English the Most Common Language in Europe? Not If the French Can Help It

Photo by Alex Azabache on Unsplash

Language is a zero-sum game for the French

France pushing back against the primacy of English isn’t new. Since the beginning of the 20th century, the French have felt threatened by the increased use of English. In her book When in French, author Lauren Collins sums up the French attitude toward English at mid-century as a “zero-sum game. Gains for English were a loss for the French.”

Linguistic purity

The general French argument concerning Euro English is not that we should all revert to French as the language of diplomacy, or use it in lieu of English. The issue is with the cobbled-together way Europeans are speaking English. It’s not “pure.” By using words or phrases derived from their own native languages, Euro English speakers aren’t talking as clearly as they could in their own languages, resulting in miscommunication, the argument goes.

How much is lost in translation?

The French argument against Euro English rests on the fact that Europeans lose something when they can’t express themselves in their native languages. That resorting to broken, less-than-native English is an aberration. And that might be true. However, if everyone spoke their own languages, rather than English, we would go from mostly understanding each other to not understanding each other at all without the help of translators.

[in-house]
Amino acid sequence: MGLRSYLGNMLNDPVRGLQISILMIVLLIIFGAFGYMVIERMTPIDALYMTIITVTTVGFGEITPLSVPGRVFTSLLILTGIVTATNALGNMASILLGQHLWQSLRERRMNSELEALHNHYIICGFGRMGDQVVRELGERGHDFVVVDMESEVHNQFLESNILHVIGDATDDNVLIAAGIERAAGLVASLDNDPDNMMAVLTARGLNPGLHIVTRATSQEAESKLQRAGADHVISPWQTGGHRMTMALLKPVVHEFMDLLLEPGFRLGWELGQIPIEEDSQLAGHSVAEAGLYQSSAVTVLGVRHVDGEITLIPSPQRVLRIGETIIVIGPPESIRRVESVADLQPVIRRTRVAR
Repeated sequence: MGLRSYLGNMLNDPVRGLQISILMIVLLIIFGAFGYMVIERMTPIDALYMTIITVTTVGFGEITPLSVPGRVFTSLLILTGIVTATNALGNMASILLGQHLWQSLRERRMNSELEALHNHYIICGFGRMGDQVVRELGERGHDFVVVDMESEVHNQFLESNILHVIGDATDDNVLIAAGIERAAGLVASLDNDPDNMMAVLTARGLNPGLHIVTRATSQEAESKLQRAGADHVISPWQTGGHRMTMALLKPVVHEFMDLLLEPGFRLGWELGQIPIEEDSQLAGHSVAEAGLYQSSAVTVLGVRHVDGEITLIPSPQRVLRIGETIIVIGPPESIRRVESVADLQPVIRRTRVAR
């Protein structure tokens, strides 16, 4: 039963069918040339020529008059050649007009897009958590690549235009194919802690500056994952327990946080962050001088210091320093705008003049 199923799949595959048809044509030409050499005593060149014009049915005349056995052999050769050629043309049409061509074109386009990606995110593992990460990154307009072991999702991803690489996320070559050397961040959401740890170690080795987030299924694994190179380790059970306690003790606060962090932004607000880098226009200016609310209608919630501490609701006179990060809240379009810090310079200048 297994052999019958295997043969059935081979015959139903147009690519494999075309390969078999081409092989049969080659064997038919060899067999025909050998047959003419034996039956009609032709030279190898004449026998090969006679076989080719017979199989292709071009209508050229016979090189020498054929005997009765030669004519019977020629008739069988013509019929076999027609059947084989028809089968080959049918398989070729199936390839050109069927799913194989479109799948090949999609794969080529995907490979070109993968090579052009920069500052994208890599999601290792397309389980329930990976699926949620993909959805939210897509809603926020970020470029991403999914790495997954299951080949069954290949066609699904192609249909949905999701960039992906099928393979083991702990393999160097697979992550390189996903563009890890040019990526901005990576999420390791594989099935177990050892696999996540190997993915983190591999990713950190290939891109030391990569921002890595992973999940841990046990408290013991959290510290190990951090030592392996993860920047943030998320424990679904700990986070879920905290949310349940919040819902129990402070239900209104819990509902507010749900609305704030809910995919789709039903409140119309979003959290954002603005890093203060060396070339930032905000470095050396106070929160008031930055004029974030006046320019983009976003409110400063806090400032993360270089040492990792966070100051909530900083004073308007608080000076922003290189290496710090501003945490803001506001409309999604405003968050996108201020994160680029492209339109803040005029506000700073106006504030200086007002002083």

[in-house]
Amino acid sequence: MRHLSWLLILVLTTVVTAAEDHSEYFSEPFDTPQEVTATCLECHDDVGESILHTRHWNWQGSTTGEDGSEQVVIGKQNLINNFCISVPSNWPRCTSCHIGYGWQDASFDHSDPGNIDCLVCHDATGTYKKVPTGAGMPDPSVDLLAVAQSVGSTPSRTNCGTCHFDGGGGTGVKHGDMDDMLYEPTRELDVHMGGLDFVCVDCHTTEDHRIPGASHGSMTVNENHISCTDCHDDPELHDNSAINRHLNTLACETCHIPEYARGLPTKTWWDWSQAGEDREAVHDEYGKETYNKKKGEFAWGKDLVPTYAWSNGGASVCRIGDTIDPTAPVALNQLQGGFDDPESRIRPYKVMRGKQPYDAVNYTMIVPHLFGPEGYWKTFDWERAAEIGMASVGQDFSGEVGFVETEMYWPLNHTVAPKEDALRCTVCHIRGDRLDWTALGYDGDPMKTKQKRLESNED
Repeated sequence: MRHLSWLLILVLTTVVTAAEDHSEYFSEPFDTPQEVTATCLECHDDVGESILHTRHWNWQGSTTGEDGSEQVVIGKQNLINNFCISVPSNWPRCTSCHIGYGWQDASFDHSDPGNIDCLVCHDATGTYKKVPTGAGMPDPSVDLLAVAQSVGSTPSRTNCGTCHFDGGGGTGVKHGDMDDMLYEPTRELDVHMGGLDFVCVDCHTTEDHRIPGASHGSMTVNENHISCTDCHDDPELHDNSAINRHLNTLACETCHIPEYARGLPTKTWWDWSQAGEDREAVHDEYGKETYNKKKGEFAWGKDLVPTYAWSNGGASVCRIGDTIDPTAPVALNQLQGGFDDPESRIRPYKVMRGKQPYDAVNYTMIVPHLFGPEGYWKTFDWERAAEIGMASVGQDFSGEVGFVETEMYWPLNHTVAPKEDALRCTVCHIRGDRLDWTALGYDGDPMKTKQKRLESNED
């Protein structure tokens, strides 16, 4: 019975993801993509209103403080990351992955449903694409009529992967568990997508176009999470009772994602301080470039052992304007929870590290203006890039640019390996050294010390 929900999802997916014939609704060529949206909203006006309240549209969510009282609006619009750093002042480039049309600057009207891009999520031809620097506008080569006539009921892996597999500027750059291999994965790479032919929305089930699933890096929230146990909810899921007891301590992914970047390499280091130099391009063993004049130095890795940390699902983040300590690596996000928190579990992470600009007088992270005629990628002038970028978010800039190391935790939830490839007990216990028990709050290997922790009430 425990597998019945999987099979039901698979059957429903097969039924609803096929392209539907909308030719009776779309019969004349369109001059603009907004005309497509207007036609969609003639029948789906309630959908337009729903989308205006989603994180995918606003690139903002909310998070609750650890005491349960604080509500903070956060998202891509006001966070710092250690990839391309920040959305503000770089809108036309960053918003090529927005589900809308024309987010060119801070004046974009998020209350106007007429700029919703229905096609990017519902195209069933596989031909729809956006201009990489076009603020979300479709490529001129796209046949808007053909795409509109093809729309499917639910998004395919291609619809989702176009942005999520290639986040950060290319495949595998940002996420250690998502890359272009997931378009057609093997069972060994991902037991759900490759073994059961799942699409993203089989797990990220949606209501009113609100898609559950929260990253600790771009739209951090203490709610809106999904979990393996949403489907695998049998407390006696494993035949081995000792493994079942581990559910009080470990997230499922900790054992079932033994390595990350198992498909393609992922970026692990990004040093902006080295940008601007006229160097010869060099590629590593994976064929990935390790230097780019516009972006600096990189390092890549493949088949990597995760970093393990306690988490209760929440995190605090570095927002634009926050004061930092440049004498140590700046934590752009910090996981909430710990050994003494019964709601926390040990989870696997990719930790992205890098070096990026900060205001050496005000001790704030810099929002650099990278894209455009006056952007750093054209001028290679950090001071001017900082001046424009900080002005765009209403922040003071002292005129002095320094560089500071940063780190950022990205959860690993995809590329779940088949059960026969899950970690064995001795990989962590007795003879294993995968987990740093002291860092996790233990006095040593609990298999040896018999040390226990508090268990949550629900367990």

Photo by Yuedongzi CHAI on Unsplash

Euro English in everyday life

Euro English has not only facilitated diplomacy at the EU level but it’s also made cross-border communication easier. When people can easily speak to each other, they feel more comfortable moving to other countries. As freedom of movement within the bloc is one of the core principles of the EU, wouldn’t it make sense to support the use of a language that facilitates that movement? On the other hand, the ability to speak your native language and preserve your heritage is also fundamental to the European project, and it’s on this point that some French politicians and commentators take issue with the rise of “globish.”

Pushing French as a political move?

The French argument against Euro English brings up some valid points about the preservation of culture. But I don’t think the French Euro English detractors are as concerned about cultural diversity as they are about French dominance, in this case.

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Courtney Withrow

Courtney Withrow

Writer and Blogger. International Relations, Travel, Culture. Based in Brussels, Belgium.